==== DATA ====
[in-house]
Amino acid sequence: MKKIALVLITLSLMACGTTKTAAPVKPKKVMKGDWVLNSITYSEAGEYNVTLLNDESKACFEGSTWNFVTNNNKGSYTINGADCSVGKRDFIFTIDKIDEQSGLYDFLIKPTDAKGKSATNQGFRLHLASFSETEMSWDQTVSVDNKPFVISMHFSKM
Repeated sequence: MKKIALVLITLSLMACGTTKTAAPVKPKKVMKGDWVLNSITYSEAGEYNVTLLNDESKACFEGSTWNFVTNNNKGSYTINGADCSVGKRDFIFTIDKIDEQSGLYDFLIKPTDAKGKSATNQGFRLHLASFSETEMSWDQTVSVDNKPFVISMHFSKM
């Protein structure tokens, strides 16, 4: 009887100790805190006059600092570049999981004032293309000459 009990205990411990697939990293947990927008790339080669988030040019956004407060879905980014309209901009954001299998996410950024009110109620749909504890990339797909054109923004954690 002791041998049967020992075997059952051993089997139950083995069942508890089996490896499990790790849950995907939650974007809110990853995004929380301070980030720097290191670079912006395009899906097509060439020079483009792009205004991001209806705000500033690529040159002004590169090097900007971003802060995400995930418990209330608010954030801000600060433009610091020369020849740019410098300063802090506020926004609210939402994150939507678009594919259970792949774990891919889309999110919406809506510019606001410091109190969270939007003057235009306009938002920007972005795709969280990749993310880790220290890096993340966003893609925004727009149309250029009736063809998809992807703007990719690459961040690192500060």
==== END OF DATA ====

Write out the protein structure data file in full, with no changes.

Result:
[in-house]
Amino acid sequence: MKKIALVLITLSLMACGTTKTAAPVKPKKVMKGDWVLNSITYSEAGEYNVTLLNDESKACFEGSTWNFVTNNNKGSYTINGADCSVGKRDFIFTIDKIDEQSGLYDFLIKPTDAKGKSATNQGFRLHLASFSETEMSWDQTVSVDNKPFVISMHFSKM
Repeated sequence: MKKIALVLITLSLMACGTTKTAAPVKPKKVMKGDWVLNSITYSEAGEYNVTLLNDESKACFEGSTWNFVTNNNKGSYTINGADCSVGKRDFIFTIDKIDEQSGLYDFLIKPTDAKGKSATNQGFRLHLASFSETEMSWDQTVSVDNKPFVISMHFSKM
């Protein structure tokens, strides 16, 4: 009887100790805190006059600092570049999981004032293309000459 009990205990411990697939990293947990927008790339080669988030040019956004407060879905980014309209901009954001299998996410950024009110109620749909504890990339797909054109923004954690 002791041998049967020992075997059952051993089997139950083995069942508890089996490896499990790790849950995907939650974007809110990853995004929380301070980030720097290191670079912006395009899906097509060439020079483009792009205004991001209806705000500033690529040159002004590169090097900007971003802060995400995930418990209330608010954030801000600060433009610091020369020849740019410098300063802090506020926004609210939402994150939507678009594919259970792949774990891919889309999110919406809506510019606001410091109190969270939007003057235009306009938002920007972005795709969280990749993310880790220290890096993340966003893609925004727009149309250029009736063809998809992807703007990719690459961040690192500060």